The Department of Energy Joint Genome Institute Genome Browser includes the Integrated Microbial Genomes and Metagenomes (IMG/M), the Fungal Genomics Resource- annotated fungal genomes, and the Phytozome -a comparative hub for green plant genomes and gene family data and analysis.
The 1000 Genomes Project is public catalog of human genetic variation, including SNPs and structural variants, and their haplotype contexts. It will include the genomes of about 2500 unidentified people from about 25 populations around the world.
The Jena Prokaryotic Genome Viewer (JPGV) is a freely accessible web tool aimed at visualization and analysis of prokaryotic genomes.
Gramene is a curated, open-source, data resource for comparative genome analysis in the grasses. Its genome browser is based on Ensemble technology.
Sol Genomics Network houses information the tomato, potato, pepper, and egg plant genome.
Ensemble genome browser is a joint project between EBI- EMBL and the Wellcome Trust Sanger Institute to develop a software system which produces and maintains automatic annotation on selected eukaryotic genomes. Its goal is "to automatically annotate the genome, integrate this annotation with other available biological data and make all this publicly available via the web."
UCSC Genomie Browser was developed by Prof. David Haussler at the University of California, Santa Cruz in 2000. It displays any requested portion of genomes at any scale, together with dozens of aligned annotation tracks (known genes, predicted genes, ESTs, mRNAs, CpG islands, assembly gaps and coverage, chromosomal bands, mouse homologies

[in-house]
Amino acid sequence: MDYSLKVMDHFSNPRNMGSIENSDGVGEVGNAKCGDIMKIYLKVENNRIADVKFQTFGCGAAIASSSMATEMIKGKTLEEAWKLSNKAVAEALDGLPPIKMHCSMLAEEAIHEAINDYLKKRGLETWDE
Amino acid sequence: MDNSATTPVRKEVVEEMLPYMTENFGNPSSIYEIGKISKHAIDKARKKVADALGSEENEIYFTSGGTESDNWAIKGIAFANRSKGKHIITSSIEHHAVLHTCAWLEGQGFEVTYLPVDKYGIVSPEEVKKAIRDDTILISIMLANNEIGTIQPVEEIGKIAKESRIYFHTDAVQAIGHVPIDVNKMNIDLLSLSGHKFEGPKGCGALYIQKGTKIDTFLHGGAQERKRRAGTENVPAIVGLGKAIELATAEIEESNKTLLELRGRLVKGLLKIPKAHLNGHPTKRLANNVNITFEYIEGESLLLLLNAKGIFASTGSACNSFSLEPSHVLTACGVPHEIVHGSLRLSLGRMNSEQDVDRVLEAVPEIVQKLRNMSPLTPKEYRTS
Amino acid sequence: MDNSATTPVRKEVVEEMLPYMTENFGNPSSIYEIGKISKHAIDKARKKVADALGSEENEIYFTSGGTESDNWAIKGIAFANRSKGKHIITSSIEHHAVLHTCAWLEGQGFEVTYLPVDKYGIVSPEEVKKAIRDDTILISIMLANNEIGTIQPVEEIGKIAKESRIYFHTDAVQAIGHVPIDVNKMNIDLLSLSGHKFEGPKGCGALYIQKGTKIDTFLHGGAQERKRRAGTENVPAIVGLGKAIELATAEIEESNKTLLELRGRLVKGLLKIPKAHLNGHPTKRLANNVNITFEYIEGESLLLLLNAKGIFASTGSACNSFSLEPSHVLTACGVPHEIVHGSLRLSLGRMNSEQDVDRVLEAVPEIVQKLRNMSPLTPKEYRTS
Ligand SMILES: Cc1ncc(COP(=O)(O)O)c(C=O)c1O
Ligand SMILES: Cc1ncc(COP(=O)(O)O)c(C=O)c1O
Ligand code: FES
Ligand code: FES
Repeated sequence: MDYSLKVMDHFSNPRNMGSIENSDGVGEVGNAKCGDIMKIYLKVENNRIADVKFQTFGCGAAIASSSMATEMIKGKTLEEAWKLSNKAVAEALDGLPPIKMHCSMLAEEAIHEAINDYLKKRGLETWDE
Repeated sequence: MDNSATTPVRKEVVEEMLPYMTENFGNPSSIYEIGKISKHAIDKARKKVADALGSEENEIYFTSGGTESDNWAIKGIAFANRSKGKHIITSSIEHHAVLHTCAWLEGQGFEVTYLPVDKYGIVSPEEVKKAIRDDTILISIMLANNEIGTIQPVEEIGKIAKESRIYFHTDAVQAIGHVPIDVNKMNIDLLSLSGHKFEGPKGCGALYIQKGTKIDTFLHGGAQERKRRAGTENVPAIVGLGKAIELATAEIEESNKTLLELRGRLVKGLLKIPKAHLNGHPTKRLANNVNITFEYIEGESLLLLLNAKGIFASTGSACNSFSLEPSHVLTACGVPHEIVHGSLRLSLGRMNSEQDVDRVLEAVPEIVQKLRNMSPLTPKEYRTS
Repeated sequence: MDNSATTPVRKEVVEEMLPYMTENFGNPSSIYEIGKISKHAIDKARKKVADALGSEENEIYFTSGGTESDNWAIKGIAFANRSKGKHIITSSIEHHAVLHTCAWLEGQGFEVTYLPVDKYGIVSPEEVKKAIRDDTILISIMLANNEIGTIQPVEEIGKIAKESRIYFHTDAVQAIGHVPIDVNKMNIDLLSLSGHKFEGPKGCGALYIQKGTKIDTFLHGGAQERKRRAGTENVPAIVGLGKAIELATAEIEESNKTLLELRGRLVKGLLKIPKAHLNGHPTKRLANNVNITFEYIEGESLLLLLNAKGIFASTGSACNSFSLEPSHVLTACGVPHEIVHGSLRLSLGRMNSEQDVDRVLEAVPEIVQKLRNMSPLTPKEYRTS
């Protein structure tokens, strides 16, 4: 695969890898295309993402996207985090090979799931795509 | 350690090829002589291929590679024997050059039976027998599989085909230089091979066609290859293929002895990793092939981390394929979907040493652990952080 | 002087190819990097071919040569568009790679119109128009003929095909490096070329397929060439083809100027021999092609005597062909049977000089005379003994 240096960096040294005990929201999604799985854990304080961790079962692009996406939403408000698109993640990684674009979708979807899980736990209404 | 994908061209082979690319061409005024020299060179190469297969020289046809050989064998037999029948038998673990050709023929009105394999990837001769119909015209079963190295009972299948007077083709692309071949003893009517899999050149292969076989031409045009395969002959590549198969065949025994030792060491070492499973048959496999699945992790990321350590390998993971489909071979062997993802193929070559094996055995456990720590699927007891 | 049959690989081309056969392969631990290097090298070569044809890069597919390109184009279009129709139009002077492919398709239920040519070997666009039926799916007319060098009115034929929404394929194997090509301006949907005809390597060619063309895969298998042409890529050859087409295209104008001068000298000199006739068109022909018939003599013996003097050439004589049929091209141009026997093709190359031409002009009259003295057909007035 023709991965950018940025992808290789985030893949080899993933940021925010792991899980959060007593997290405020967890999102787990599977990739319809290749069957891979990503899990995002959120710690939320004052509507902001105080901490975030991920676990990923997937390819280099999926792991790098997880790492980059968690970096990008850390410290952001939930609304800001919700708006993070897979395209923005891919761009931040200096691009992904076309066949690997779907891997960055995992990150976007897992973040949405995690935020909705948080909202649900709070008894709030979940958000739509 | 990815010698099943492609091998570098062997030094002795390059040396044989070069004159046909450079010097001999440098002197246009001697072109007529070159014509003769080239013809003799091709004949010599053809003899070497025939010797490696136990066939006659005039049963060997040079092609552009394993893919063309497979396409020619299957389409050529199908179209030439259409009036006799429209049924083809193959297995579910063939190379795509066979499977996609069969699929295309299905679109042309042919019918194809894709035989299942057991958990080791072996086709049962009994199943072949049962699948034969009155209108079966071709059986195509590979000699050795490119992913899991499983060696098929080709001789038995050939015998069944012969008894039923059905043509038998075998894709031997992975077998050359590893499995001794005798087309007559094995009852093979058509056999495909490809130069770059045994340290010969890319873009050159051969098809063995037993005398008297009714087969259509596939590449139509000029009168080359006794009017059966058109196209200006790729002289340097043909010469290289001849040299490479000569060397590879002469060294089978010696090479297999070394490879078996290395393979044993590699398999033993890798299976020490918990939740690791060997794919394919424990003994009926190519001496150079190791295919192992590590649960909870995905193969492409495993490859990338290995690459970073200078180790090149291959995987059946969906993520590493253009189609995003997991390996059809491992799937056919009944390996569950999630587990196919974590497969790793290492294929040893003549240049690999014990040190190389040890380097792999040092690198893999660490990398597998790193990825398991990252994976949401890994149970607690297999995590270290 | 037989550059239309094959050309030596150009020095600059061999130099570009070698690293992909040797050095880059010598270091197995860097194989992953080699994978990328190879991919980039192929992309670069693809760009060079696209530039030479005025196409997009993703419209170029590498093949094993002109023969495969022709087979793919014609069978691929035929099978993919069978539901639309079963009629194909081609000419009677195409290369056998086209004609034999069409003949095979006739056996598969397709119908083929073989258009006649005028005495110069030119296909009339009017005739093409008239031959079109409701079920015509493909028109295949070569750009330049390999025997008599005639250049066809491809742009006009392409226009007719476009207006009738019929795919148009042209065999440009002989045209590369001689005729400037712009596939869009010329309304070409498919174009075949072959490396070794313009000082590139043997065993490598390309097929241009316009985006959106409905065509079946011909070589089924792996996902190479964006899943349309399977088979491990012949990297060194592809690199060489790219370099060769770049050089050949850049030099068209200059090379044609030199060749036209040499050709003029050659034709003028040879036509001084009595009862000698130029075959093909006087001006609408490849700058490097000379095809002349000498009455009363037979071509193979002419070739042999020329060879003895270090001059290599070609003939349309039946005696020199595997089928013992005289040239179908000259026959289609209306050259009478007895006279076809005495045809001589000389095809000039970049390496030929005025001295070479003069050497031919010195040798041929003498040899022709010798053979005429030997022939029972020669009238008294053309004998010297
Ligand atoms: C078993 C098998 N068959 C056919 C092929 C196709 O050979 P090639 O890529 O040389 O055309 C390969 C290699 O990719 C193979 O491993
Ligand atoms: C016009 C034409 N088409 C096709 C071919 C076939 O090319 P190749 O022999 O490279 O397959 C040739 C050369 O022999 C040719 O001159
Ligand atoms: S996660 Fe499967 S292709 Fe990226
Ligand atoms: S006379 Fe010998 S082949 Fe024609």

NCBI Genome Workbench is an integrated application for viewing and analyzing sequence data. With Genome Workbench, you can view data in publically available sequence databases at NCBI, and mix this data with your own private data.
NCBI's Map Viewer "provides special browsing capabilities for a subset of organisms. You can view and search an organism's complete genome, display chromosome maps, and zoom into progressively greater levels of detail, down to the sequence data for a region of interest".
Multiple Genome Alignment Mauve is a software developed by the University of Wisconsin-Madison for multiple genome alignments for those doing research on comparative genomics and the study of evolutionary dynamics. "Mauve is distributed free-of-charge for Windows, Mac OS X, and Linux.
GeneMark is "a family of gene prediction programs developed at Georgia Institute of Technology, Atlanta, Georgia, USA.